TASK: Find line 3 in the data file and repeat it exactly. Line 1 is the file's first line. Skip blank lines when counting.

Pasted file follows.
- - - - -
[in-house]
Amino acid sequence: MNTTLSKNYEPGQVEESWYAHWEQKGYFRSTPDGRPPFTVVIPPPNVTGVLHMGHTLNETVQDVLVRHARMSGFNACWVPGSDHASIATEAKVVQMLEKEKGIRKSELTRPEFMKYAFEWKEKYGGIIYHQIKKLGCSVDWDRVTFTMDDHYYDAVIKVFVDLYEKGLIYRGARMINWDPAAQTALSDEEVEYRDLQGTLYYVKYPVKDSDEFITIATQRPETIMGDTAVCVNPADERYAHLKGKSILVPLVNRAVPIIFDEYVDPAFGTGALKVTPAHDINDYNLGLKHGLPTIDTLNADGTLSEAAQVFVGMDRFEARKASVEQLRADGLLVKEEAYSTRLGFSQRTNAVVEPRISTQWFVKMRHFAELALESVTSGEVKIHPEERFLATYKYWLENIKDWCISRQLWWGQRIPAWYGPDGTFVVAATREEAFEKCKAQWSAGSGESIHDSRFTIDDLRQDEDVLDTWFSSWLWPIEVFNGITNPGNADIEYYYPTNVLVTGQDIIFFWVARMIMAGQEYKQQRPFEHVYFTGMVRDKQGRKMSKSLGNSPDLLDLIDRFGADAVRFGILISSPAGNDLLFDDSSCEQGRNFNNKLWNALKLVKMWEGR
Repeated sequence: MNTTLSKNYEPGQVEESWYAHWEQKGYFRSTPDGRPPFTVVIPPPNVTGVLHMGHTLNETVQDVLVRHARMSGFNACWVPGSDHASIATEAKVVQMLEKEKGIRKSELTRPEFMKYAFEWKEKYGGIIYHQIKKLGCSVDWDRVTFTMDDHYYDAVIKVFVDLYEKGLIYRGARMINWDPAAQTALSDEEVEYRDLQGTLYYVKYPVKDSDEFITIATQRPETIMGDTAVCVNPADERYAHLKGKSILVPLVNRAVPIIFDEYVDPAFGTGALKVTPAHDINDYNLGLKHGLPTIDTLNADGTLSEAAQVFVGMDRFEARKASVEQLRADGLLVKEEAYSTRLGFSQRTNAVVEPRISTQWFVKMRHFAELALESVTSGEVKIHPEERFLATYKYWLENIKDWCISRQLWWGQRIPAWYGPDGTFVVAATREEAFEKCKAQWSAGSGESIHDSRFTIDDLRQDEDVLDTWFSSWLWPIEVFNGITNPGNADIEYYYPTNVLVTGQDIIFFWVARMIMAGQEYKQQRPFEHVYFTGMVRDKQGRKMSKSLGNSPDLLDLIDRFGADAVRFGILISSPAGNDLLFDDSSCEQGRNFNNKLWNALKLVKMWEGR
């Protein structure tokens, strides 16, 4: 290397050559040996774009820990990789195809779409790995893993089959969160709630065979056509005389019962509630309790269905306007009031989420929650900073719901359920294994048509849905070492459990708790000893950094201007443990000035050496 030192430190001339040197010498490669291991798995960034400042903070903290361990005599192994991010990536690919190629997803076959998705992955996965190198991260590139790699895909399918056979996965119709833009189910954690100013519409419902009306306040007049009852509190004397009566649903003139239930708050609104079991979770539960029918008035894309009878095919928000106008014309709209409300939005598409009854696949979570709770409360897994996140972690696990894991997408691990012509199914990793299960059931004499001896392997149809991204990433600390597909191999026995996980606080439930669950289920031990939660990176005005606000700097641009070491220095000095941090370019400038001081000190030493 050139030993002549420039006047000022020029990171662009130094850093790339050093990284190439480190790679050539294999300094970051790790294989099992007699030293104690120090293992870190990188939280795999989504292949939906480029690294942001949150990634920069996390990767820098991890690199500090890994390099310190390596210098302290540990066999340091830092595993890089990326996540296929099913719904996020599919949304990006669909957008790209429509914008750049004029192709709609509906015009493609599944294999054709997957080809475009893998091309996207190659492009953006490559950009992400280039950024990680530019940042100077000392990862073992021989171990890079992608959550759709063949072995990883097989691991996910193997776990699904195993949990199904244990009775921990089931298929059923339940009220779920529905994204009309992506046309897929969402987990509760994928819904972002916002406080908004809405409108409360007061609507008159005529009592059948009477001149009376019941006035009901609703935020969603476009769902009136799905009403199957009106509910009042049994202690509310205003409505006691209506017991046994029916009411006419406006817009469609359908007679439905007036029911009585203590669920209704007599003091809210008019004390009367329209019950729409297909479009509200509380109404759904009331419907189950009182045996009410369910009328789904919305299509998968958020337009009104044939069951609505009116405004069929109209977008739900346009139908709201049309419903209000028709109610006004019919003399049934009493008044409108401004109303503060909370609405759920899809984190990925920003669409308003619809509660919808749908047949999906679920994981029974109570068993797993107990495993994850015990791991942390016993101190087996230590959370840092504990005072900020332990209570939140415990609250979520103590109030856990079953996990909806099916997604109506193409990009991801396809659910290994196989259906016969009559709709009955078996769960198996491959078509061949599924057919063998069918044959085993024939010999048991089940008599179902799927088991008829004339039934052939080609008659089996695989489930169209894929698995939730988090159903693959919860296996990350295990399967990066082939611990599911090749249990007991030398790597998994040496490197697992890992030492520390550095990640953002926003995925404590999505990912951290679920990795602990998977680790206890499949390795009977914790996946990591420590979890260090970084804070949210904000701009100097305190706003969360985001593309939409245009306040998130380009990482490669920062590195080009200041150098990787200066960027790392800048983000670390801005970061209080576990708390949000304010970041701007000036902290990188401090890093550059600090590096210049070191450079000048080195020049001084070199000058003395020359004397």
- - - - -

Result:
Repeated sequence: MNTTLSKNYEPGQVEESWYAHWEQKGYFRSTPDGRPPFTVVIPPPNVTGVLHMGHTLNETVQDVLVRHARMSGFNACWVPGSDHASIATEAKVVQMLEKEKGIRKSELTRPEFMKYAFEWKEKYGGIIYHQIKKLGCSVDWDRVTFTMDDHYYDAVIKVFVDLYEKGLIYRGARMINWDPAAQTALSDEEVEYRDLQGTLYYVKYPVKDSDEFITIATQRPETIMGDTAVCVNPADERYAHLKGKSILVPLVNRAVPIIFDEYVDPAFGTGALKVTPAHDINDYNLGLKHGLPTIDTLNADGTLSEAAQVFVGMDRFEARKASVEQLRADGLLVKEEAYSTRLGFSQRTNAVVEPRISTQWFVKMRHFAELALESVTSGEVKIHPEERFLATYKYWLENIKDWCISRQLWWGQRIPAWYGPDGTFVVAATREEAFEKCKAQWSAGSGESIHDSRFTIDDLRQDEDVLDTWFSSWLWPIEVFNGITNPGNADIEYYYPTNVLVTGQDIIFFWVARMIMAGQEYKQQRPFEHVYFTGMVRDKQGRKMSKSLGNSPDLLDLIDRFGADAVRFGILISSPAGNDLLFDDSSCEQGRNFNNKLWNALKLVKMWEGR